Tulsa Tough Kid's Challenge
Skills and Drills Clinic
This was the final skills and drills clinic for the Tulsa Tough Kids Challenge. The instructors were: Brian Potter, Ren Barger, Richard Hall, and myself. We had numerous volunteers assisting with registration, helmet and bike fitting, and even police officers from the Tulsa Police Department and the Tulsa County Sheriffs Office.
Jordan went along for this one too, and it's a good thing he did. Some of the kids in my group had ill-fitting helmets or bikes with minor mechanical problems that required immediate attention. Jordan stepped in for me and kept the drills rolling while I took care of the problems. He's easily approachable. Kids like him. He's a fine assistant to any instructor. And there's no denying he worked hard because he dehydrated badly like I did last week. Just know that I'm proud of him for helping so much on Sunday.
One mother asked if I had an operator's manual for teenage boys. It didn't dawn on me until Monday – when I began writing this – that she was commenting on my son! I had to say that if I could write something like that, I'd have a yacht or an island of my own. Apparently, Mary and I did something right as far as parenting is concerned, but for the life of me, I don't know what it was. “As the twig is bent...” A friend said that by the time they're 16 or 17, we're just along for the ride.
Would it be possible to invite some kids from this year's group to attend next year's 'classroom' events? Perhaps we could solicit teachers to have a writing contest or something similar in order to select the most persuasive kids to assist with our pitch. At their age, peer pressure can work to our advantage.
To that end, we need to keep an idea file for next year. I set a reminder in MS calendar.
We need some people to perform an effective gatekeeper function. Brian said to trust the registrars, but they were perhaps too lenient in allowing some to attend. We had one family show up with their daughter who'd been registered, along with her two younger brothers who most likely were not, but I had no way to verify this. I think they were no older than six and they were a pain-in-the-ass to deal with because they simply would not listen until I bellowed at them. Next year – turn away these very young kids outside our targeted age group. We need to turn away kids who are not dressed appropriately, re-scheduling them for a later session. I had one kid wearing flip-flops. There may have been more. That may be a PITA for the gatekeeper, but it makes our job easier. No one wants to be the bad guy, the one who says 'no' to anxious parents and kids, but it's a necessary function.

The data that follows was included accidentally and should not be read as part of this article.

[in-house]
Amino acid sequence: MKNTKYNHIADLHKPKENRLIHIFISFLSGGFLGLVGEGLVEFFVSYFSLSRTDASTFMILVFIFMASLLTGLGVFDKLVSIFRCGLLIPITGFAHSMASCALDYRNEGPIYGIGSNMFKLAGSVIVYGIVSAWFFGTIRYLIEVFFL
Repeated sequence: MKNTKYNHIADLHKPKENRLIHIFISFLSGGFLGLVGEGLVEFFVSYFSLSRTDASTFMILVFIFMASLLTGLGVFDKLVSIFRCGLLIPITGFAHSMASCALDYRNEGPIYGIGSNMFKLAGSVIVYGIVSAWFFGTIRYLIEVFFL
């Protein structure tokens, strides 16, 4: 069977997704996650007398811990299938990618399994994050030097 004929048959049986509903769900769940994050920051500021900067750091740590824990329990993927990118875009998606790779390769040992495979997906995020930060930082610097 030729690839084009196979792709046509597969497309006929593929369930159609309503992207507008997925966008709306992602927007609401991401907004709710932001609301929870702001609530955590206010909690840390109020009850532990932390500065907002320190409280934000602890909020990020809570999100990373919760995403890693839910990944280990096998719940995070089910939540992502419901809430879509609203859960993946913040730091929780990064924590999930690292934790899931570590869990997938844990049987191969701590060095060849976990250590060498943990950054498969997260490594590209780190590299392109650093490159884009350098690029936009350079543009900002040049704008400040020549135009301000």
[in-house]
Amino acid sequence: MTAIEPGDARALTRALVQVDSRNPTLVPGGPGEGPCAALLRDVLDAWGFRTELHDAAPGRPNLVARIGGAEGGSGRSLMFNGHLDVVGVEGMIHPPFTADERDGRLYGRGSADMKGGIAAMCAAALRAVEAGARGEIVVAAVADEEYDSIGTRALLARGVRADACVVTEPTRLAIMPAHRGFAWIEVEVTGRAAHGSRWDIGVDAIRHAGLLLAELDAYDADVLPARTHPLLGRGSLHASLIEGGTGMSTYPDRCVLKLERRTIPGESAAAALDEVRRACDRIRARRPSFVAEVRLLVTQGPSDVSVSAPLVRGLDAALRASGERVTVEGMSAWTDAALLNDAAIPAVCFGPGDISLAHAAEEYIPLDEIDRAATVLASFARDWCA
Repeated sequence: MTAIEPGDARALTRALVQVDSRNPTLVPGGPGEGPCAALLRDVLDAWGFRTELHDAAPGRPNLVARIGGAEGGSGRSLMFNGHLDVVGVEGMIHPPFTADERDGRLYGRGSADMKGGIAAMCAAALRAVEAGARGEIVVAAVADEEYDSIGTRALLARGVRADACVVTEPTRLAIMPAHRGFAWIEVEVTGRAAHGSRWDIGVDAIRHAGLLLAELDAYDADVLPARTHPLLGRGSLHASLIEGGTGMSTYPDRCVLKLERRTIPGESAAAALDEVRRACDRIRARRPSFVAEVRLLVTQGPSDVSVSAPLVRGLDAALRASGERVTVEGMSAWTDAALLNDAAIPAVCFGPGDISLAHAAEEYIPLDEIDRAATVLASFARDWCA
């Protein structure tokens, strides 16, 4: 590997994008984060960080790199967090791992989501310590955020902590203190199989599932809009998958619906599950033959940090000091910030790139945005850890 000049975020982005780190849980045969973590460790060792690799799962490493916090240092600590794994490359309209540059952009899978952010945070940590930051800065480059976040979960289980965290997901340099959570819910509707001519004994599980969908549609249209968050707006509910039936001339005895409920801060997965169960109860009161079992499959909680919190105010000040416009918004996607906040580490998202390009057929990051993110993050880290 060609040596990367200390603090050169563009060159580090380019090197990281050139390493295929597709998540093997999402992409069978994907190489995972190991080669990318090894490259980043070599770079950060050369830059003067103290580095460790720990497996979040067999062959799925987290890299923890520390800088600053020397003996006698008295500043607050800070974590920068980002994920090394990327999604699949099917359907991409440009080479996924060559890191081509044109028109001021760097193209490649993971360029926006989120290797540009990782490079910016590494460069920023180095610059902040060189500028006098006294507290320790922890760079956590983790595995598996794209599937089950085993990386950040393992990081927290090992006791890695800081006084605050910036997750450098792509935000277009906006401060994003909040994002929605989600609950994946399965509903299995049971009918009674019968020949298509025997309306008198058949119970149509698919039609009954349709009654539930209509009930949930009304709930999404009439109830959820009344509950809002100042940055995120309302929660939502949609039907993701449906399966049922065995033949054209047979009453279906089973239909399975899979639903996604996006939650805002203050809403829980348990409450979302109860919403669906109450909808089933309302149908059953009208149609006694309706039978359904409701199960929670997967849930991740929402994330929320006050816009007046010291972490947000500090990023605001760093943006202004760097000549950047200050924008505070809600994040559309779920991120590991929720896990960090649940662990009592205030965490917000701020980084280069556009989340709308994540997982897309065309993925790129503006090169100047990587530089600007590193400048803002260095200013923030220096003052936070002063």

I think that we should plan out the classes differently, allowing more time between sessions although that would stretch out the day. The kids need to be rested and fed before class, so maybe schedule two classes at mid-day. Give the staff an hour break over dinner, and have an evening session.
The kids seemed more anxious, hyper, and whiny this time perhaps because it was later in the day. The warehouse was hot and I had a few who wanted to take breaks for water every few minutes. “How many minutes left?” one asked repeatedly. That last group probably hadn't had dinner either and that's sure to make kids cranky. It makes me cranky!
And finally, Ren said she had a temper tantrum due to being so irritated by some of the kids. That didn't really qualify as a temper tantrum. I use Conan the Barbarian as a model. "Kill your enemies! See them run before you! Hear the lamentations of their women!" Now, that's a tantrum! I really need to wear more furs. Where can I get a battle axe?